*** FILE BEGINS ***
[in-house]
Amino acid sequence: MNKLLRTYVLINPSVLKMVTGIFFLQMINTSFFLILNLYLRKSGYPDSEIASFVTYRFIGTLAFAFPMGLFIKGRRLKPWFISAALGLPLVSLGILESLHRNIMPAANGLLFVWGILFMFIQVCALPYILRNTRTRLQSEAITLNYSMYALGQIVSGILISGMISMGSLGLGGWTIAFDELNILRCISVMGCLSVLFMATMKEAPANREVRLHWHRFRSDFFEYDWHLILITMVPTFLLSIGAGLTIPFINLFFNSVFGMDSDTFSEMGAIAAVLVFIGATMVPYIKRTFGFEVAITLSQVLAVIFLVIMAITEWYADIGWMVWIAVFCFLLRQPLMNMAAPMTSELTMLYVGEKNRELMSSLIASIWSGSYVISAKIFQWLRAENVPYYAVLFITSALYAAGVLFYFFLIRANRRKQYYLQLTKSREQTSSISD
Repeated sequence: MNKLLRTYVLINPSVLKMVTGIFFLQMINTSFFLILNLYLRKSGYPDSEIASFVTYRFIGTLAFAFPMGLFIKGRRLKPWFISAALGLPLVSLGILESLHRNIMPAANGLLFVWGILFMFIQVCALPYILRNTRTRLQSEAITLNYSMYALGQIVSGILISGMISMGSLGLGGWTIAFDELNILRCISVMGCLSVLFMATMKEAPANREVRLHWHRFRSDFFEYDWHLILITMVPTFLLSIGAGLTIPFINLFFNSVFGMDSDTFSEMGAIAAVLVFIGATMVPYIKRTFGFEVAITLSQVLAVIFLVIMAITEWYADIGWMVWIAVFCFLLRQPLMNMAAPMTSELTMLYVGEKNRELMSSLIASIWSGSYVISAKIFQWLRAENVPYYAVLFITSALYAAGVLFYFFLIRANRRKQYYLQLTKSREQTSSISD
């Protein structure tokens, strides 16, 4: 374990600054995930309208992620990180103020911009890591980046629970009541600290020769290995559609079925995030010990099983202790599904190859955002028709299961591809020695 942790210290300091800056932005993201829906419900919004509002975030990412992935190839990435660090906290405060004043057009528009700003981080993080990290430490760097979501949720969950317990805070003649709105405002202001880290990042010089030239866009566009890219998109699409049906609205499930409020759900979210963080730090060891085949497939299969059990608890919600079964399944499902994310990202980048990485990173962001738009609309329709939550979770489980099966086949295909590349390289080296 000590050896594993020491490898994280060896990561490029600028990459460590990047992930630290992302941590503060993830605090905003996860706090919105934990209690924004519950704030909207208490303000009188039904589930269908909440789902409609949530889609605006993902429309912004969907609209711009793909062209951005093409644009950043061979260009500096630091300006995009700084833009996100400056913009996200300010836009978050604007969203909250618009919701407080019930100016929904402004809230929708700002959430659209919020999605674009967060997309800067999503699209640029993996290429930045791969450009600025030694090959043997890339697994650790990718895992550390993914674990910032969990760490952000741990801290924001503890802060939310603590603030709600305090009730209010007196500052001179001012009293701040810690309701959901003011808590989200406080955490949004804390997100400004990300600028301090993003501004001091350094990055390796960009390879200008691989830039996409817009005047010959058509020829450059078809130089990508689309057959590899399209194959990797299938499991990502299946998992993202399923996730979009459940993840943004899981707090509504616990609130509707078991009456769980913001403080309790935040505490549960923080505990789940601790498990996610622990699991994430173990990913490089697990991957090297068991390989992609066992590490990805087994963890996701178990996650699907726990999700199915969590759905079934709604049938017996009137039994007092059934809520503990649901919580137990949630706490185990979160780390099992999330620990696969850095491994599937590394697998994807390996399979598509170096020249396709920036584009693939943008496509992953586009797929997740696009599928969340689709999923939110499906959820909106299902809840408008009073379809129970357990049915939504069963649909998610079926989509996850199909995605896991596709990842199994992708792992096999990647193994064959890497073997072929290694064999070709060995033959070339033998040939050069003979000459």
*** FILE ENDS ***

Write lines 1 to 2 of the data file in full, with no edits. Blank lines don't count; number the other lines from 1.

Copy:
[in-house]
Amino acid sequence: MNKLLRTYVLINPSVLKMVTGIFFLQMINTSFFLILNLYLRKSGYPDSEIASFVTYRFIGTLAFAFPMGLFIKGRRLKPWFISAALGLPLVSLGILESLHRNIMPAANGLLFVWGILFMFIQVCALPYILRNTRTRLQSEAITLNYSMYALGQIVSGILISGMISMGSLGLGGWTIAFDELNILRCISVMGCLSVLFMATMKEAPANREVRLHWHRFRSDFFEYDWHLILITMVPTFLLSIGAGLTIPFINLFFNSVFGMDSDTFSEMGAIAAVLVFIGATMVPYIKRTFGFEVAITLSQVLAVIFLVIMAITEWYADIGWMVWIAVFCFLLRQPLMNMAAPMTSELTMLYVGEKNRELMSSLIASIWSGSYVISAKIFQWLRAENVPYYAVLFITSALYAAGVLFYFFLIRANRRKQYYLQLTKSREQTSSISD